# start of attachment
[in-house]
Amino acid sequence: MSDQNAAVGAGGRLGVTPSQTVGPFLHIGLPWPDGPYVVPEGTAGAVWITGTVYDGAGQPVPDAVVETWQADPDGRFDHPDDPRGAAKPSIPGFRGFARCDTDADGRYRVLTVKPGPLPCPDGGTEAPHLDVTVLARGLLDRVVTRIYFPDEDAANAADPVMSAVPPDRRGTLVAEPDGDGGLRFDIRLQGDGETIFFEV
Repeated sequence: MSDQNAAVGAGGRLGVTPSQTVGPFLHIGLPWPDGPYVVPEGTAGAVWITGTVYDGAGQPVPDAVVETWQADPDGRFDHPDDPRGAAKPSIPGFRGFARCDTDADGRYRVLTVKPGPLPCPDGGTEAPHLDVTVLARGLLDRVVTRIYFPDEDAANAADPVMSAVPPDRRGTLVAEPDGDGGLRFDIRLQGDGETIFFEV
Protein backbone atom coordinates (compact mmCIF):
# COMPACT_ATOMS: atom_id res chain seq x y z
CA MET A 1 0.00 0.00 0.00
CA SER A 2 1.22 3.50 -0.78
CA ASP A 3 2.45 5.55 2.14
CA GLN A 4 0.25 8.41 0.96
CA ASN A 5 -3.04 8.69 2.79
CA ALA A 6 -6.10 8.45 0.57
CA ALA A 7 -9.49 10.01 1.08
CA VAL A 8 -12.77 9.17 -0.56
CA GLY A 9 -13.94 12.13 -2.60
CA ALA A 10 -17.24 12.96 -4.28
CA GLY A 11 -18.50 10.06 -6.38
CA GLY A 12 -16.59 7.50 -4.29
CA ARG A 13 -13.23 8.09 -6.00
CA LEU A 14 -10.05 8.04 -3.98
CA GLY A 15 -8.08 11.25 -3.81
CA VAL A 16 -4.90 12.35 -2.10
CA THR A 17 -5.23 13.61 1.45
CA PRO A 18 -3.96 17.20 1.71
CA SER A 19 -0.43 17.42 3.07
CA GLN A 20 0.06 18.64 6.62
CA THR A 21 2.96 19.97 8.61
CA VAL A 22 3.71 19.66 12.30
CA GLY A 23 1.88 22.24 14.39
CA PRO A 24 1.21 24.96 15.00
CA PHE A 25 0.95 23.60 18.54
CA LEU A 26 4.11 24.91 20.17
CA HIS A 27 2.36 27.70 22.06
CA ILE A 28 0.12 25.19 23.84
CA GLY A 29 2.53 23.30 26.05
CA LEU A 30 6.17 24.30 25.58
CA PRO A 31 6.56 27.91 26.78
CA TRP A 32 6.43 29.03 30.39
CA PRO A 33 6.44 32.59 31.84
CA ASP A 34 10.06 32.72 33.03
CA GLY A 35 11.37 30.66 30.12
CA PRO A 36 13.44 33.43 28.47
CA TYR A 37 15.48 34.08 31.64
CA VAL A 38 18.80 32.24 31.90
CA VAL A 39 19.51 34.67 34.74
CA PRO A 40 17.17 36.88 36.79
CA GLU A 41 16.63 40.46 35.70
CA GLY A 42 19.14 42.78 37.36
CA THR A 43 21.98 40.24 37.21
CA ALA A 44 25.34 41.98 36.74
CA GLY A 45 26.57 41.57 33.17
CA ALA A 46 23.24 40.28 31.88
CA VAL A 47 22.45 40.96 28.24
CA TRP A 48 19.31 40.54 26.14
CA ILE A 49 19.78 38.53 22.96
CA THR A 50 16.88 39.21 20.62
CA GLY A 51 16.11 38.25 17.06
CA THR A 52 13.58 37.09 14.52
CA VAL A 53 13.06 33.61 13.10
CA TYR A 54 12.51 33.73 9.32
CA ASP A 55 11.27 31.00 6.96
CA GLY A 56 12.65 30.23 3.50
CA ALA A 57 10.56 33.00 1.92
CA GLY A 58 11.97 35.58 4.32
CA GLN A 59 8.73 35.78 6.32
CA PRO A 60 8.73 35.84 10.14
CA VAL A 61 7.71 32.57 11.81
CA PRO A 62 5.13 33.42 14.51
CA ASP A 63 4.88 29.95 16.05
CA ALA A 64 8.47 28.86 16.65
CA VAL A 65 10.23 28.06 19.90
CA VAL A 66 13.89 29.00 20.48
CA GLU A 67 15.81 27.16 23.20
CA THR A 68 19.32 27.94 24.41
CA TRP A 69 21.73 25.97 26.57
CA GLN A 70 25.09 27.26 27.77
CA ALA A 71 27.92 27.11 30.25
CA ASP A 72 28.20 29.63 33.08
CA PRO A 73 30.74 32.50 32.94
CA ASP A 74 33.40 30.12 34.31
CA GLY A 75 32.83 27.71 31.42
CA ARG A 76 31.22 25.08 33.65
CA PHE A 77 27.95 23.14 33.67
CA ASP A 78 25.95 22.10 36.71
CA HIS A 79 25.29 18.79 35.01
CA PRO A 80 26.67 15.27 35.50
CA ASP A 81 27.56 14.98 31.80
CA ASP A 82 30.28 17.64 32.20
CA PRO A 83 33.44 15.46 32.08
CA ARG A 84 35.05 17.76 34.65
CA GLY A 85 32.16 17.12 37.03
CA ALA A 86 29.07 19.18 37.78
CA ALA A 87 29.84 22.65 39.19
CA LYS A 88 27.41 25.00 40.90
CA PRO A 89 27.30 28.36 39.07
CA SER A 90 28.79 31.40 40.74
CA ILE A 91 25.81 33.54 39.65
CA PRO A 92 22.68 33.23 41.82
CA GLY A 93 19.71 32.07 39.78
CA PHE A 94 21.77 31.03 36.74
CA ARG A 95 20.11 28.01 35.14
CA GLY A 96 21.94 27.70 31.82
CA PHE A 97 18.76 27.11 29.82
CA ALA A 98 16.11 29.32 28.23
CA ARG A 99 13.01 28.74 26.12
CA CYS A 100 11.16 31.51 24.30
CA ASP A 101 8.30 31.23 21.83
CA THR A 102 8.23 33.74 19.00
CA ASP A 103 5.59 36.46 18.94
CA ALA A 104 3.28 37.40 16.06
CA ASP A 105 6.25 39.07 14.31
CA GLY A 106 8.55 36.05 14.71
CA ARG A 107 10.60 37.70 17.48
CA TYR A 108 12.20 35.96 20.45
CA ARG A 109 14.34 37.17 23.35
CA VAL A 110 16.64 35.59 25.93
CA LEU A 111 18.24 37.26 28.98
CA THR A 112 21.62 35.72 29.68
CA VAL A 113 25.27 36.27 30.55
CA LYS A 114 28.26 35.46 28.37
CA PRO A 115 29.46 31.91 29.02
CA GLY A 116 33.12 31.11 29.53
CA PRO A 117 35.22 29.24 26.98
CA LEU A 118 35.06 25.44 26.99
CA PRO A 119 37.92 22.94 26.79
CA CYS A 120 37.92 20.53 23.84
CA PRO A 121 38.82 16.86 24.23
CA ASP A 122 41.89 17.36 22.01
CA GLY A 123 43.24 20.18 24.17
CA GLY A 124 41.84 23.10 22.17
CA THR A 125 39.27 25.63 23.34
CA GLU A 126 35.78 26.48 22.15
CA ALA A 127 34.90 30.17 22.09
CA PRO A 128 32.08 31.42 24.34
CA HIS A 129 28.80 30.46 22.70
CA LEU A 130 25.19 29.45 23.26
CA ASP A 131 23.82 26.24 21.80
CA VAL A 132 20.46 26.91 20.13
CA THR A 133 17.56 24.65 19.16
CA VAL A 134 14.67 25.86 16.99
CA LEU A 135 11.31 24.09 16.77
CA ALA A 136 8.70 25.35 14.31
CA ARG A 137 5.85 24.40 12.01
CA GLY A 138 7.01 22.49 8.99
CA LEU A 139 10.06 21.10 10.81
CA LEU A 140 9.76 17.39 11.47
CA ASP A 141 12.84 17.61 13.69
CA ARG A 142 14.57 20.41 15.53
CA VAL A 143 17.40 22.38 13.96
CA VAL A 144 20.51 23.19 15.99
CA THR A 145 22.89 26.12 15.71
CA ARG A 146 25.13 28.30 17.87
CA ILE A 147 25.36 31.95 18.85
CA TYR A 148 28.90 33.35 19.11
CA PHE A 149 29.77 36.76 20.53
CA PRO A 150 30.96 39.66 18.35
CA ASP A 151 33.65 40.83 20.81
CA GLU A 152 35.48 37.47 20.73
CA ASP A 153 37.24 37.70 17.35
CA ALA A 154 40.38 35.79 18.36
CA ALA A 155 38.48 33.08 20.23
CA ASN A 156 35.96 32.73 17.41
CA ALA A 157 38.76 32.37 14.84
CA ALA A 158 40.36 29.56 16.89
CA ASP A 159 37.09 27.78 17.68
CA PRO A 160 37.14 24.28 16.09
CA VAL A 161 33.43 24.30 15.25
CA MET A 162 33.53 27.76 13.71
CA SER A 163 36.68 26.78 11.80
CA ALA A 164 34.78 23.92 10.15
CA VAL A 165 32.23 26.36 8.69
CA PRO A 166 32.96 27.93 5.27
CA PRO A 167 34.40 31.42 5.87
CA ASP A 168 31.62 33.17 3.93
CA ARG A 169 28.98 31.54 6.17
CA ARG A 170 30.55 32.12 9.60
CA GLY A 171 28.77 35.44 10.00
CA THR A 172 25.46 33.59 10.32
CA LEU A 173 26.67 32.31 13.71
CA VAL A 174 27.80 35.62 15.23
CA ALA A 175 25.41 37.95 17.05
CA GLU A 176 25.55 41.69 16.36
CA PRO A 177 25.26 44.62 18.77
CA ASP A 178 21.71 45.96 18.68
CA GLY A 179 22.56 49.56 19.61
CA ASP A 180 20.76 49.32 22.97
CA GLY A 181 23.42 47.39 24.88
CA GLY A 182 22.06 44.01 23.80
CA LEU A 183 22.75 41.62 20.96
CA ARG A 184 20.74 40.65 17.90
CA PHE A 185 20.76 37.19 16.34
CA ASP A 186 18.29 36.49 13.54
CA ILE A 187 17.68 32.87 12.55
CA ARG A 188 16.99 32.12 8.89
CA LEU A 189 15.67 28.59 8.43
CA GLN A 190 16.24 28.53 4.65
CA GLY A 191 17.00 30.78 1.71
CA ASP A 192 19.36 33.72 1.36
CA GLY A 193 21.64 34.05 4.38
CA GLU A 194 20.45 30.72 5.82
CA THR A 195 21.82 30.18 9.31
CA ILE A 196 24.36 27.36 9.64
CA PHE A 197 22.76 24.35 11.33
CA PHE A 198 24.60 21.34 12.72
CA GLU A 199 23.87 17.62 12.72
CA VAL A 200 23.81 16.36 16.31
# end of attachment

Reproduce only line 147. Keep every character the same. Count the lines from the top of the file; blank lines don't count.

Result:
CA ARG A 142 14.57 20.41 15.53